Lastly, I love how their main swim banner features two very different types of women, without comment. It’s just a little nod to ‘hey guess what – we all wear swimsuits!’

Where there’s room for improvement: The two-piece section would lead one to believe that women over a certain size do not wear bikinis. Also, they feature a woman of color in their swim banner, but all of the models in the actual collection are white. This makes me want to tell Modcloth that they can go ahead and be fully awesome, not just halfway awesome.

It’s still nice to see a clothing retailer headed in the right direction where models and swimsuits are concerned. So in summary, Modcloth deserves our feedback, support and encouragement.

Do I have to say it? Is the pun required? …Go ahead ladies, dive in!

bathing suit

XOXO, Gossip Girl

Yes, everyone in Gossip Girl possessed over-the-top, screen siren good looks, and so body image was never really an issue. (Except kinda sorta in the first season, when we learned that Blair was kinda sorta struggling with her former bout with anorexia… so sometimes perfection is hard even for the very beautiful and very rich)

All the same, here is where I indulge my love of Fashion, and with this week’s Last Episode of GG Ever, Lou and I decided to do a fashion retrospective of the show’s two starlets, Blair and Serena, over at CWPL.

Clearly I wrote about Blair – the preppy, ladylike, Audrey aficionado.
Lou is writing about Serena – the oft bohemian, sometimes gaudy, always sexy siren.

S and I are in talks for a future post on RLB about women who use other women as accessories, but for now enjoy this Gossip Girl swan song!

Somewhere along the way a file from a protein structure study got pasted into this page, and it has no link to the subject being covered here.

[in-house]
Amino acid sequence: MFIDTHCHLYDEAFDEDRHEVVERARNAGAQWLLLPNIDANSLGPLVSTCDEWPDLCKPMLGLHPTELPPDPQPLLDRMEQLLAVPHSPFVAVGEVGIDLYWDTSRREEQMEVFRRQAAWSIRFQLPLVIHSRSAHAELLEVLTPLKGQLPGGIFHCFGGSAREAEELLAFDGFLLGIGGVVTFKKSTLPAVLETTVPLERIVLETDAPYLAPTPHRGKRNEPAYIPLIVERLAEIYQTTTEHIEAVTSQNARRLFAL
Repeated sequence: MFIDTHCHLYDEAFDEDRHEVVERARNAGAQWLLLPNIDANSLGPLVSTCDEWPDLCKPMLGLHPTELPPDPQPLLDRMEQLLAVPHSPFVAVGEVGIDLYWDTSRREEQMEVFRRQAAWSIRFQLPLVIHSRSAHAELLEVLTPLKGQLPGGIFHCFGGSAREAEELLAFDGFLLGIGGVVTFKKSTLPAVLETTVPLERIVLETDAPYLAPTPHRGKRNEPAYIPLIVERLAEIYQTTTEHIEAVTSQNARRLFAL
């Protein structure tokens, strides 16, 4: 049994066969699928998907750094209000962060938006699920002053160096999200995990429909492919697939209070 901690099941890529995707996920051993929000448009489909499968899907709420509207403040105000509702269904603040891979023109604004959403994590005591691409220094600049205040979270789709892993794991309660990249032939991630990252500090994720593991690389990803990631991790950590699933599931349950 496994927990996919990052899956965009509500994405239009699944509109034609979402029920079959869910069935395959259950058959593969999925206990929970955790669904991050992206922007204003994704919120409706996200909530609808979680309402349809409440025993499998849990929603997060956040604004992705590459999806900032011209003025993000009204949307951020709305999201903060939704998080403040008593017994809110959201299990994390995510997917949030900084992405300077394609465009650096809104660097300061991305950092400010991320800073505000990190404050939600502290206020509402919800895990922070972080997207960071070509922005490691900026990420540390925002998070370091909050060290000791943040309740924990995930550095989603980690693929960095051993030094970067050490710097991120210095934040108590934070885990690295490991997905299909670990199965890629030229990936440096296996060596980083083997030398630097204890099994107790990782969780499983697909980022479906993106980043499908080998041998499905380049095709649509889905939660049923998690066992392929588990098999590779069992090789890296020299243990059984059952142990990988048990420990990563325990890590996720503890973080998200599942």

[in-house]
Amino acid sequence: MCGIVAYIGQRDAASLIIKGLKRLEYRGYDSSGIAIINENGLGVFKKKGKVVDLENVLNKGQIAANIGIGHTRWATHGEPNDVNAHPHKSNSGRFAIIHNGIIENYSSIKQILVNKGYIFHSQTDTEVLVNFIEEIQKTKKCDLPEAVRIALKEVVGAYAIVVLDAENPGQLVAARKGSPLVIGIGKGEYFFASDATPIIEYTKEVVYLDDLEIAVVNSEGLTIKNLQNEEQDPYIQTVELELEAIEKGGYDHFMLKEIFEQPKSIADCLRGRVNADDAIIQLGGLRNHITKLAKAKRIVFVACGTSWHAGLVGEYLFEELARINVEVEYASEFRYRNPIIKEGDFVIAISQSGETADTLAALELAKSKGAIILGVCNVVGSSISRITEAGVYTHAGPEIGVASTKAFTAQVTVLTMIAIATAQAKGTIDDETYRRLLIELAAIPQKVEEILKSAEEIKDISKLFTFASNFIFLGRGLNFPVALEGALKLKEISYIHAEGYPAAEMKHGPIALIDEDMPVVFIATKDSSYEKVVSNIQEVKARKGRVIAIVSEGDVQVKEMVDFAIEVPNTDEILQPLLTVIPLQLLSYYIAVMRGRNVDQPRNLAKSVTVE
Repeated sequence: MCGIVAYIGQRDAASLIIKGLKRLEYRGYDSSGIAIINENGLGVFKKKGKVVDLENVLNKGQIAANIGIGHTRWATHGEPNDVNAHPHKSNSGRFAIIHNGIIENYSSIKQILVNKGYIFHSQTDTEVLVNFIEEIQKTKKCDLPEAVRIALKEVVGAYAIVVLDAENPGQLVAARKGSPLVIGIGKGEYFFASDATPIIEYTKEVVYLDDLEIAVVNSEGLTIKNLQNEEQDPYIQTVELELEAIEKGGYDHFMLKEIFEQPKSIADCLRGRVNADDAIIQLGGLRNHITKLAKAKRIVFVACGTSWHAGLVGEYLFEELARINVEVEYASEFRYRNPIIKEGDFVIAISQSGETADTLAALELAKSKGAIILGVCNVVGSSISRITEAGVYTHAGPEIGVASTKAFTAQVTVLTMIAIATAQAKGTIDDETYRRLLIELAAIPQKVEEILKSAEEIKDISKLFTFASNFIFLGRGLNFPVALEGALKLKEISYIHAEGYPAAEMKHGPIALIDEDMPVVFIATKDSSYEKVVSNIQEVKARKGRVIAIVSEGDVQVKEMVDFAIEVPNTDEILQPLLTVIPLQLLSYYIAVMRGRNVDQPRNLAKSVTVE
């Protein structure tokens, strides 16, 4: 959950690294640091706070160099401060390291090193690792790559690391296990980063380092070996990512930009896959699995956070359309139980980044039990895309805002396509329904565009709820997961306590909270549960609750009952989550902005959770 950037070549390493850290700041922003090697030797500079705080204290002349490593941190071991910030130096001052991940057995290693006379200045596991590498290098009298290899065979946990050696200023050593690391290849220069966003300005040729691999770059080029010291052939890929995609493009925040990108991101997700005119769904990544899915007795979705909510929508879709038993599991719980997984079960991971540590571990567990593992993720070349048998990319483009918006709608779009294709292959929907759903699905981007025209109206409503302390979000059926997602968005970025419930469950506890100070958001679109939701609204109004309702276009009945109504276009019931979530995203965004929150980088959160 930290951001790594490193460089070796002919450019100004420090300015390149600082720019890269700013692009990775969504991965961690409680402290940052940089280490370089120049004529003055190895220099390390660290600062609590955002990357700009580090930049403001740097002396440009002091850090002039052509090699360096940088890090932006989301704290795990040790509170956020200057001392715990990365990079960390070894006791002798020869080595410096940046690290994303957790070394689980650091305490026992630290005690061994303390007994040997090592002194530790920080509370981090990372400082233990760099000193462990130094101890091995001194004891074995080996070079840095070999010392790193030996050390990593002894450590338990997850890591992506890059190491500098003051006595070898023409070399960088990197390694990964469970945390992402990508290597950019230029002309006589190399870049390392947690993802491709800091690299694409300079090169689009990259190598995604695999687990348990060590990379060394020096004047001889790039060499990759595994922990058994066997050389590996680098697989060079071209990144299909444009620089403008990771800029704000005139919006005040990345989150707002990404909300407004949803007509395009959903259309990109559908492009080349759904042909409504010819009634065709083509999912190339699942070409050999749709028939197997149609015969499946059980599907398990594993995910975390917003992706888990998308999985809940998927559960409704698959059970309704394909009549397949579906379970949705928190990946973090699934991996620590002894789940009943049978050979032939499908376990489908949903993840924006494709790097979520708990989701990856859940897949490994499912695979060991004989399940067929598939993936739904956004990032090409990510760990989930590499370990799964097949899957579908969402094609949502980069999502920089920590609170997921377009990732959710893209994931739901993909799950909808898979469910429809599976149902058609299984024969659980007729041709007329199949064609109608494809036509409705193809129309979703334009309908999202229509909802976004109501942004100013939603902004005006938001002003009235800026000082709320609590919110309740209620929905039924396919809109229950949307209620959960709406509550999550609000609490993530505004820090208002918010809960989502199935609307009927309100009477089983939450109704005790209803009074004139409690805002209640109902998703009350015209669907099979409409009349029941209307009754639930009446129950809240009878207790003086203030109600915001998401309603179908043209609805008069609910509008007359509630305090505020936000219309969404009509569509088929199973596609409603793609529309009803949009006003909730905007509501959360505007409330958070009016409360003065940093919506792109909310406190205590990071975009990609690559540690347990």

Ps. For those who have (gasp) never seen the show, it’s worth mentioning that B is not just a “fan” of Audrey Hepburn. One of the best plot devices on GG was Blair’s frequent dreams starring herself as classic Audrey film characters. They were always entertaining, and showed off little Meester’s actual acting chops. Definitely a favorite part of the show.

You will be missed, GG!




Post Promotion

For today’s post, RLB is featuring an article by a guest blogger on Lou’s blog. Which I suppose you could classify as ‘stealing,’ but we prefer the term Promotion. Because that’s what it is! Promotion for both the blog, Cheap Wine and Pantylines, and for Crystal, author of the post. It fits so perfectly with the themes of RLB, we couldn’t resist. Besides, we have Permission, which makes all the difference. Read on, wear clothes that fit, and feel effing good about yourself today:

Don’t Tell Me What to Do 

Friday Beauty Shout

Fridays here at RLB are reserved for Shout Outs to ladies and gents around the world (some famous, some should be famous), who promote what’s real. They celebrate the variety among us, and the endless elements that make humans beautiful.

Today I’m going with a celebrity, although when I say “Alicia Silverstone,” I’m willing to bet that most of you think of this:

…and even though the 90’s are back, Alicia has in fact moved on from being Clueless to becoming a vegan eco-warrior who feeds her son from her own mouth.

Regardless of how you feel about her politics or her feeding techniques, Alicia is on our radar today because she has a new line of beauty products that go the extra mile when it comes to being green.

Considering RLB’s makeup theme for the week, I thought it only appropriate to recognize a lady who is using her fame and prowess to promote many healthy ways of living… even if some of them do kinda weird us out.